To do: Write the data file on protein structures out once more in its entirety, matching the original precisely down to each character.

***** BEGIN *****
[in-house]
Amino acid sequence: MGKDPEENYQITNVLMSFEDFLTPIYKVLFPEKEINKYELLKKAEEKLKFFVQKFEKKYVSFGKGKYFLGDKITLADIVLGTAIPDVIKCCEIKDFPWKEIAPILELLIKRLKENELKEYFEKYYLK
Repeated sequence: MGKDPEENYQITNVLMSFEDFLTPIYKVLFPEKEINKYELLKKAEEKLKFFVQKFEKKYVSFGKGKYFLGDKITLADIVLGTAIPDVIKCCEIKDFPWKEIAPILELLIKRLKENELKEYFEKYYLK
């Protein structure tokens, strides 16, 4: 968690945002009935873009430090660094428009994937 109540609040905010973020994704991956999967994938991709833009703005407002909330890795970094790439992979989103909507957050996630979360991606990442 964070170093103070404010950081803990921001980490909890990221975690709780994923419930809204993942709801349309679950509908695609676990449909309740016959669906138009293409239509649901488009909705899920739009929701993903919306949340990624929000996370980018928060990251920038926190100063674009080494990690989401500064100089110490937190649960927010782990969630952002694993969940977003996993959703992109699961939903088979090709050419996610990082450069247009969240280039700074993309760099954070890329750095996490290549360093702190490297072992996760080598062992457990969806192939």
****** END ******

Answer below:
[in-house]
Amino acid sequence: MGKDPEENYQITNVLMSFEDFLTPIYKVLFPEKEINKYELLKKAEEKLKFFVQKFEKKYVSFGKGKYFLGDKITLADIVLGTAIPDVIKCCEIKDFPWKEIAPILELLIKRLKENELKEYFEKYYLK
Repeated sequence: MGKDPEENYQITNVLMSFEDFLTPIYKVLFPEKEINKYELLKKAEEKLKFFVQKFEKKYVSFGKGKYFLGDKITLADIVLGTAIPDVIKCCEIKDFPWKEIAPILELLIKRLKENELKEYFEKYYLK
């Protein structure tokens, strides 16, 4: 968690945002009935873009430090660094428009994937 109540609040905010973020994704991956999967994938991709833009703005407002909330890795970094790439992979989103909507957050996630979360991606990442 964070170093103070404010950081803990921001980490909890990221975690709780994923419930809204993942709801349309679950509908695609676990449909309740016959669906138009293409239509649901488009909705899920739009929701993903919306949340990624929000996370980018928060990251920038926190100063674009080494990690989401500064100089110490937190649960927010782990969630952002694993969940977003996993959703992109699961939903088979090709050419996610990082450069247009969240280039700074993309760099954070890329750095996490290549360093702190490297072992996760080598062992457990969806192939």